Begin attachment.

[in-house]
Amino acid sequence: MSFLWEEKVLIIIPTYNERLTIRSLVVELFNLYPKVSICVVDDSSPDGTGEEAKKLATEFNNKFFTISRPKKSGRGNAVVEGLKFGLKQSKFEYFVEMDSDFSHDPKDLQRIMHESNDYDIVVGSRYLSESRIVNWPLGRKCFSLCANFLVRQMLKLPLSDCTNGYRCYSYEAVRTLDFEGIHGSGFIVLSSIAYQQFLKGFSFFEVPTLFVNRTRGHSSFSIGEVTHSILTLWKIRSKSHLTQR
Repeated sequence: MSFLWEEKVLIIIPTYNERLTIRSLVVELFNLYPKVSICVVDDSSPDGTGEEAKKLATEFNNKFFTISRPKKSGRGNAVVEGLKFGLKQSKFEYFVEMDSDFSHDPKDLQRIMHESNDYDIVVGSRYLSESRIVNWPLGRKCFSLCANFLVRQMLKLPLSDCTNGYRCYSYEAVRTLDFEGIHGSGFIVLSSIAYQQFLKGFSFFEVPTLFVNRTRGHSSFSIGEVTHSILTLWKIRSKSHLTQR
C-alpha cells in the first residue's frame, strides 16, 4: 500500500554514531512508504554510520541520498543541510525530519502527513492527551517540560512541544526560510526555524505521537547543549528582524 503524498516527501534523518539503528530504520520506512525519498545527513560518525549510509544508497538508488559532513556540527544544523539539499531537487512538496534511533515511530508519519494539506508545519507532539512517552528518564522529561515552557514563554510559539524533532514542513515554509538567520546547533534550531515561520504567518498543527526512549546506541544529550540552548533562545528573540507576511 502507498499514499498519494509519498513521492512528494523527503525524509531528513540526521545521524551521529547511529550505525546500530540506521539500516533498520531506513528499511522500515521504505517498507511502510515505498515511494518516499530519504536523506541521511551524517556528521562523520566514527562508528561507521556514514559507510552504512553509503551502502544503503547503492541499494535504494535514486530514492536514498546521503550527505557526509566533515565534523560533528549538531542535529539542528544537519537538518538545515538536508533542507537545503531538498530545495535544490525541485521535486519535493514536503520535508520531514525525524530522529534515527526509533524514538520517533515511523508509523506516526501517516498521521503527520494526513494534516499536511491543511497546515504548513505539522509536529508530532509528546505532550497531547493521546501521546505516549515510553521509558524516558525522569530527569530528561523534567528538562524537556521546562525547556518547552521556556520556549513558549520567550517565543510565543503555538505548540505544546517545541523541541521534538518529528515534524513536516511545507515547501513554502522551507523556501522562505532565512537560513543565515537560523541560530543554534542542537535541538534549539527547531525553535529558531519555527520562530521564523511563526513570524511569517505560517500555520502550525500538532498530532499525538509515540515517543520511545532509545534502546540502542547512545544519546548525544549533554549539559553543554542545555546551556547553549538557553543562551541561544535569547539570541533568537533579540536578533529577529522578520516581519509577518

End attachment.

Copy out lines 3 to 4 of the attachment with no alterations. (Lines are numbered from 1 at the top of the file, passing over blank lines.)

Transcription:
Repeated sequence: MSFLWEEKVLIIIPTYNERLTIRSLVVELFNLYPKVSICVVDDSSPDGTGEEAKKLATEFNNKFFTISRPKKSGRGNAVVEGLKFGLKQSKFEYFVEMDSDFSHDPKDLQRIMHESNDYDIVVGSRYLSESRIVNWPLGRKCFSLCANFLVRQMLKLPLSDCTNGYRCYSYEAVRTLDFEGIHGSGFIVLSSIAYQQFLKGFSFFEVPTLFVNRTRGHSSFSIGEVTHSILTLWKIRSKSHLTQR
C-alpha cells in the first residue's frame, strides 16, 4: 500500500554514531512508504554510520541520498543541510525530519502527513492527551517540560512541544526560510526555524505521537547543549528582524 503524498516527501534523518539503528530504520520506512525519498545527513560518525549510509544508497538508488559532513556540527544544523539539499531537487512538496534511533515511530508519519494539506508545519507532539512517552528518564522529561515552557514563554510559539524533532514542513515554509538567520546547533534550531515561520504567518498543527526512549546506541544529550540552548533562545528573540507576511 502507498499514499498519494509519498513521492512528494523527503525524509531528513540526521545521524551521529547511529550505525546500530540506521539500516533498520531506513528499511522500515521504505517498507511502510515505498515511494518516499530519504536523506541521511551524517556528521562523520566514527562508528561507521556514514559507510552504512553509503551502502544503503547503492541499494535504494535514486530514492536514498546521503550527505557526509566533515565534523560533528549538531542535529539542528544537519537538518538545515538536508533542507537545503531538498530545495535544490525541485521535486519535493514536503520535508520531514525525524530522529534515527526509533524514538520517533515511523508509523506516526501517516498521521503527520494526513494534516499536511491543511497546515504548513505539522509536529508530532509528546505532550497531547493521546501521546505516549515510553521509558524516558525522569530527569530528561523534567528538562524537556521546562525547556518547552521556556520556549513558549520567550517565543510565543503555538505548540505544546517545541523541541521534538518529528515534524513536516511545507515547501513554502522551507523556501522562505532565512537560513543565515537560523541560530543554534542542537535541538534549539527547531525553535529558531519555527520562530521564523511563526513570524511569517505560517500555520502550525500538532498530532499525538509515540515517543520511545532509545534502546540502542547512545544519546548525544549533554549539559553543554542545555546551556547553549538557553543562551541561544535569547539570541533568537533579540536578533529577529522578520516581519509577518